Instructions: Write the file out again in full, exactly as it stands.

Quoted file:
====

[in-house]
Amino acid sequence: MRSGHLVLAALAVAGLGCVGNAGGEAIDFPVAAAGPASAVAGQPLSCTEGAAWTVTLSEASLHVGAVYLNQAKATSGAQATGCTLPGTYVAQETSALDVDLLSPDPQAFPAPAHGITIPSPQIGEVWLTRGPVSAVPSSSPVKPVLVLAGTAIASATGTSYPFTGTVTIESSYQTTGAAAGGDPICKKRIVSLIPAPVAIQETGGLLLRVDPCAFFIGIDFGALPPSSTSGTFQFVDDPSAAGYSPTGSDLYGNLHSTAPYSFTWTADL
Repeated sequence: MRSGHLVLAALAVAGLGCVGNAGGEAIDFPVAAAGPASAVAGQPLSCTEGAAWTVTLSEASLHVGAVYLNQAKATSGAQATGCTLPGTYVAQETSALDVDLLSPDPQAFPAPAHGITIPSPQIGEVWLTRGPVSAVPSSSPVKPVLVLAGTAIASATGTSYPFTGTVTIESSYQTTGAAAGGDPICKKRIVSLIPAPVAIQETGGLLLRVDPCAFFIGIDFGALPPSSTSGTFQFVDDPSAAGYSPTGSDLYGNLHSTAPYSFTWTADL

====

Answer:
[in-house]
Amino acid sequence: MRSGHLVLAALAVAGLGCVGNAGGEAIDFPVAAAGPASAVAGQPLSCTEGAAWTVTLSEASLHVGAVYLNQAKATSGAQATGCTLPGTYVAQETSALDVDLLSPDPQAFPAPAHGITIPSPQIGEVWLTRGPVSAVPSSSPVKPVLVLAGTAIASATGTSYPFTGTVTIESSYQTTGAAAGGDPICKKRIVSLIPAPVAIQETGGLLLRVDPCAFFIGIDFGALPPSSTSGTFQFVDDPSAAGYSPTGSDLYGNLHSTAPYSFTWTADL
Repeated sequence: MRSGHLVLAALAVAGLGCVGNAGGEAIDFPVAAAGPASAVAGQPLSCTEGAAWTVTLSEASLHVGAVYLNQAKATSGAQATGCTLPGTYVAQETSALDVDLLSPDPQAFPAPAHGITIPSPQIGEVWLTRGPVSAVPSSSPVKPVLVLAGTAIASATGTSYPFTGTVTIESSYQTTGAAAGGDPICKKRIVSLIPAPVAIQETGGLLLRVDPCAFFIGIDFGALPPSSTSGTFQFVDDPSAAGYSPTGSDLYGNLHSTAPYSFTWTADL